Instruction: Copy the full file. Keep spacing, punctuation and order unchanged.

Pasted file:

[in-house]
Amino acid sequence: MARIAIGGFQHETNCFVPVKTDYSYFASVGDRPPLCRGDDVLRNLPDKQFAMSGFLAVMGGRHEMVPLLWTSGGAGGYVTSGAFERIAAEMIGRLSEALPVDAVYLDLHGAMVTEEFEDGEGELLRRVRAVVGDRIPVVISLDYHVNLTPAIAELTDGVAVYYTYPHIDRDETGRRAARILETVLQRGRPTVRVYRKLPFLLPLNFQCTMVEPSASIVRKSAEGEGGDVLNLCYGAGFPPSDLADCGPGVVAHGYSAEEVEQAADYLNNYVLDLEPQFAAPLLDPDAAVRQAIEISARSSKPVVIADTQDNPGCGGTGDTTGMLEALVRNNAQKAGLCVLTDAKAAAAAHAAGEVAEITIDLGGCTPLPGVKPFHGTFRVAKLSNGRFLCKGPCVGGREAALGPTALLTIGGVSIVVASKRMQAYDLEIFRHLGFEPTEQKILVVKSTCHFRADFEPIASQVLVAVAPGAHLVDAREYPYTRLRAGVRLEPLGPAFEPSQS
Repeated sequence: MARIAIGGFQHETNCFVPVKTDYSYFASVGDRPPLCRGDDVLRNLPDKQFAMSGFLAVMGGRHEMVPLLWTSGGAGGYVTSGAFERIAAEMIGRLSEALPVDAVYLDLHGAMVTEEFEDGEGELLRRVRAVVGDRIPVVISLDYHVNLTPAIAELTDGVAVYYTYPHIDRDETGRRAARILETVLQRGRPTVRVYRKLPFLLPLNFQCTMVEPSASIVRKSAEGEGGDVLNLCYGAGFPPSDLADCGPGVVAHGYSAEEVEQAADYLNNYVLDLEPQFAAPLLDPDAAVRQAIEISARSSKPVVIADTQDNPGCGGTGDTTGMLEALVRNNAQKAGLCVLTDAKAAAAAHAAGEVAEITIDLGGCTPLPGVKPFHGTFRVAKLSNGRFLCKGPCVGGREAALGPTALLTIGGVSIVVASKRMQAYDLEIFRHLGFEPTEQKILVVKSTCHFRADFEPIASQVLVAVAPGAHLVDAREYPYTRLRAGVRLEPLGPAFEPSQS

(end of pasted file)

[in-house]
Amino acid sequence: MARIAIGGFQHETNCFVPVKTDYSYFASVGDRPPLCRGDDVLRNLPDKQFAMSGFLAVMGGRHEMVPLLWTSGGAGGYVTSGAFERIAAEMIGRLSEALPVDAVYLDLHGAMVTEEFEDGEGELLRRVRAVVGDRIPVVISLDYHVNLTPAIAELTDGVAVYYTYPHIDRDETGRRAARILETVLQRGRPTVRVYRKLPFLLPLNFQCTMVEPSASIVRKSAEGEGGDVLNLCYGAGFPPSDLADCGPGVVAHGYSAEEVEQAADYLNNYVLDLEPQFAAPLLDPDAAVRQAIEISARSSKPVVIADTQDNPGCGGTGDTTGMLEALVRNNAQKAGLCVLTDAKAAAAAHAAGEVAEITIDLGGCTPLPGVKPFHGTFRVAKLSNGRFLCKGPCVGGREAALGPTALLTIGGVSIVVASKRMQAYDLEIFRHLGFEPTEQKILVVKSTCHFRADFEPIASQVLVAVAPGAHLVDAREYPYTRLRAGVRLEPLGPAFEPSQS
Repeated sequence: MARIAIGGFQHETNCFVPVKTDYSYFASVGDRPPLCRGDDVLRNLPDKQFAMSGFLAVMGGRHEMVPLLWTSGGAGGYVTSGAFERIAAEMIGRLSEALPVDAVYLDLHGAMVTEEFEDGEGELLRRVRAVVGDRIPVVISLDYHVNLTPAIAELTDGVAVYYTYPHIDRDETGRRAARILETVLQRGRPTVRVYRKLPFLLPLNFQCTMVEPSASIVRKSAEGEGGDVLNLCYGAGFPPSDLADCGPGVVAHGYSAEEVEQAADYLNNYVLDLEPQFAAPLLDPDAAVRQAIEISARSSKPVVIADTQDNPGCGGTGDTTGMLEALVRNNAQKAGLCVLTDAKAAAAAHAAGEVAEITIDLGGCTPLPGVKPFHGTFRVAKLSNGRFLCKGPCVGGREAALGPTALLTIGGVSIVVASKRMQAYDLEIFRHLGFEPTEQKILVVKSTCHFRADFEPIASQVLVAVAPGAHLVDAREYPYTRLRAGVRLEPLGPAFEPSQS